Catalytic efficiencies for atmospheric methane removal in the high-chlorine regime

Luisa Pennacchio, Maarten van Herpen, Daphne Meidan, Alfonso Saiz-Lopez, Matthew S. Johnson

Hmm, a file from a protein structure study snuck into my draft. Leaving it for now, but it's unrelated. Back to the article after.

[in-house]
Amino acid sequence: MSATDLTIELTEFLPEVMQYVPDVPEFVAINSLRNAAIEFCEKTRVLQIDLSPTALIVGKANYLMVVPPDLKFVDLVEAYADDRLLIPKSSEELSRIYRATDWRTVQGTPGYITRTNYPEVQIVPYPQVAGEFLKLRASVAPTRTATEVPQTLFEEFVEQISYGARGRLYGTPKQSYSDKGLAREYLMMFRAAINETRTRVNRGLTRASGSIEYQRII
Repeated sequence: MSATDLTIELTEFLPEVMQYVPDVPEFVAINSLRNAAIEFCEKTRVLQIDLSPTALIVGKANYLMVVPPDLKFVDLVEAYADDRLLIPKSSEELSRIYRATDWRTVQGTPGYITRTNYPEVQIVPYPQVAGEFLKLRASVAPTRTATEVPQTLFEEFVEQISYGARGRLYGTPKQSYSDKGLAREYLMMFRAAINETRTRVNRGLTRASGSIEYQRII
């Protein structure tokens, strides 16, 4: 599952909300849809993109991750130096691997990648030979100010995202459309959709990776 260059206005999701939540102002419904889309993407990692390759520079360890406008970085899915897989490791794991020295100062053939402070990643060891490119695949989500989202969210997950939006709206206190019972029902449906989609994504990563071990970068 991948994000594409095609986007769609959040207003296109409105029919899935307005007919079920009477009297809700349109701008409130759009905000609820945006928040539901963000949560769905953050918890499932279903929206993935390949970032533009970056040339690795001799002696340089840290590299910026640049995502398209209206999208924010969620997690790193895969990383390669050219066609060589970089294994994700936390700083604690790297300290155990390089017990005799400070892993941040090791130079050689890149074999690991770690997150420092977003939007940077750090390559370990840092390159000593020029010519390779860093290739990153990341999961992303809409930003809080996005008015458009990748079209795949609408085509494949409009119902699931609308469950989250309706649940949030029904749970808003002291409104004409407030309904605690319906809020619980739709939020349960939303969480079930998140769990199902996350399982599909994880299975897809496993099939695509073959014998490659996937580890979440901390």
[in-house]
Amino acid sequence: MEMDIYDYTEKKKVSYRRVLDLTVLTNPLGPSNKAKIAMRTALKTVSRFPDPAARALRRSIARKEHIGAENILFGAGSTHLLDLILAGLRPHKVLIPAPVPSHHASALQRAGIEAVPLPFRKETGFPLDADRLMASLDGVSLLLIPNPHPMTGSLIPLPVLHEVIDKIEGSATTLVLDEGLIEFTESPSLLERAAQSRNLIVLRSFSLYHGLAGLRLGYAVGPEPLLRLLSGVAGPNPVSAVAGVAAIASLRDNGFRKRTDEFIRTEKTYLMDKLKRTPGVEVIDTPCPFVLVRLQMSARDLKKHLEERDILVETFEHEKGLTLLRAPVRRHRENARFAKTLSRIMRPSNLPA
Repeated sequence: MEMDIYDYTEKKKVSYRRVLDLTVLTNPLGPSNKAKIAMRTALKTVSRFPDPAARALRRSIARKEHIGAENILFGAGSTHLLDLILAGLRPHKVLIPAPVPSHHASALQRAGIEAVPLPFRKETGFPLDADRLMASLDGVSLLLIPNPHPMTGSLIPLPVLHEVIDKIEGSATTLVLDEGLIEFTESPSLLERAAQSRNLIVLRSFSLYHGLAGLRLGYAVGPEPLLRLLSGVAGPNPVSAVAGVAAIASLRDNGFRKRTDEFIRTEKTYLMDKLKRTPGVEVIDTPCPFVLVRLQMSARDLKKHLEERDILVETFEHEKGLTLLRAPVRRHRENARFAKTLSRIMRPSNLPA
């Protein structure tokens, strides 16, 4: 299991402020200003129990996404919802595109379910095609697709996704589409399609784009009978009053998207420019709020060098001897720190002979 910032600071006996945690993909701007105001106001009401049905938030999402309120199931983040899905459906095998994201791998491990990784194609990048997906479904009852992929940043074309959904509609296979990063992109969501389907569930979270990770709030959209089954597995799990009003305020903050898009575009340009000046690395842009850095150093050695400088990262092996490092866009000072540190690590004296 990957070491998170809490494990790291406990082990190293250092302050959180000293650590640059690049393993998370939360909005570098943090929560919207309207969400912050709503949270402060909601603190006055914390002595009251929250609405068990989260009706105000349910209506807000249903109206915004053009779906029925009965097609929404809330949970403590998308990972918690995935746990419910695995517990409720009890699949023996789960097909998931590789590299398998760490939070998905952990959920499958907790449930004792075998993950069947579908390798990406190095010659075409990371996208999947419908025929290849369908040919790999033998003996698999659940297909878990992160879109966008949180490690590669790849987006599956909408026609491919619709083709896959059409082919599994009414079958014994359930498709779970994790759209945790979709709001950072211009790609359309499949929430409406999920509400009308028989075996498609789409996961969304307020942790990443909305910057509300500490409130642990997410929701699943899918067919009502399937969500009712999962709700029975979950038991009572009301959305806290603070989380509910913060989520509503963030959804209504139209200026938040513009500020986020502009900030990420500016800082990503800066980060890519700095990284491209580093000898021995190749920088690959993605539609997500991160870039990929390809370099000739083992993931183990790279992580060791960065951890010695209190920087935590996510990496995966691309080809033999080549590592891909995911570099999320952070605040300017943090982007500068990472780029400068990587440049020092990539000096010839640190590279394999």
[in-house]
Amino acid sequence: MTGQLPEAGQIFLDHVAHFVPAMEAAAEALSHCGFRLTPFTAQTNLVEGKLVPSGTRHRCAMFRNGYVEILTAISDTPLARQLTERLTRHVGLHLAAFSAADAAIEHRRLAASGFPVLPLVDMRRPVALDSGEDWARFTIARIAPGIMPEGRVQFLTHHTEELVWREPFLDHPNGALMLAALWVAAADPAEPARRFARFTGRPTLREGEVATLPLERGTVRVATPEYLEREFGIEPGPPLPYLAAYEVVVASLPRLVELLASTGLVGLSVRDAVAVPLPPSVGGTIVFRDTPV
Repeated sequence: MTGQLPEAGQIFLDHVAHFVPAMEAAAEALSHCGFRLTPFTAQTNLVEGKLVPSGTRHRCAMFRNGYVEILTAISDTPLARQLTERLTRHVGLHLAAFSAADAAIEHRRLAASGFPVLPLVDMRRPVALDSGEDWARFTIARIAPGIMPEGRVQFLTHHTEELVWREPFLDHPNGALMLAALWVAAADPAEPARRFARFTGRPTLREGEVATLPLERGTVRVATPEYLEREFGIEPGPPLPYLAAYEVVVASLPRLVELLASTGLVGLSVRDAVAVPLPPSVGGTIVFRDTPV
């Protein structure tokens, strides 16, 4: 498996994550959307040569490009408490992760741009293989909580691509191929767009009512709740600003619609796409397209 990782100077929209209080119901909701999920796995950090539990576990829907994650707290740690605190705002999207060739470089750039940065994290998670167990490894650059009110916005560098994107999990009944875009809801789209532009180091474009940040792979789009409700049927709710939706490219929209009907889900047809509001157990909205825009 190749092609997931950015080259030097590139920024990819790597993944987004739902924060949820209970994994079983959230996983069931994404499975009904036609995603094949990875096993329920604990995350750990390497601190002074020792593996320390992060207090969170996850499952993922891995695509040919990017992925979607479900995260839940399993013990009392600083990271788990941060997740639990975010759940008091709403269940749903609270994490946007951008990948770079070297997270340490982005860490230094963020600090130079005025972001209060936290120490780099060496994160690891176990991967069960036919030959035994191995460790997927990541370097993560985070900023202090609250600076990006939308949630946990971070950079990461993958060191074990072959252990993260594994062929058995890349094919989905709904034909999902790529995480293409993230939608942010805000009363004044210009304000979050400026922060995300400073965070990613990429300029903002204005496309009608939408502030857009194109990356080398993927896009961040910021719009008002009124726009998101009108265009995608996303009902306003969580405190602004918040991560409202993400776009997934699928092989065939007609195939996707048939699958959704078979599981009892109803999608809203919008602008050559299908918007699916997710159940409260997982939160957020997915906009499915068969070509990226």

Catalytic production of chlorine atoms from iron salt aerosols (ISA) has been suggested as a means of achieving atmospheric methane reduction (AMR). The feasibility of this approach its efficiency and the optimum conditions for deployment must be determined. Success is not obvious because it depends on nonlinear atmospheric free radical chain reactions; under some conditions added chlorine is known to increase methane lifetime. Here we evaluate the catalytic efficiency of atmospheric methane oxidation, initiated by the photocatalytic conversion of chloride to chlorine by iron chlorides Fe(III)Cl(3−n)n , using a OD box model. While HOx and high NOx behaviours are well known, a new regime is characterized by high ClOx conditions ypified by CH3O2 reacting with ClO rather than NO or HO2. We find that at NOx mixing ratios below 50 ppt or above 390 ppt, methane removal per iron atom is always net positive regardless of the Cl2 addition rate. However, between these NOx mixing ratios and for a chlorine production rate below 1×10^6 Cl2 /(cm3 s) the net effect is negative, increasing CH4 concentrations. The efficiencies seen in the model range from -0.26 to 2.63 CH4/Cl.

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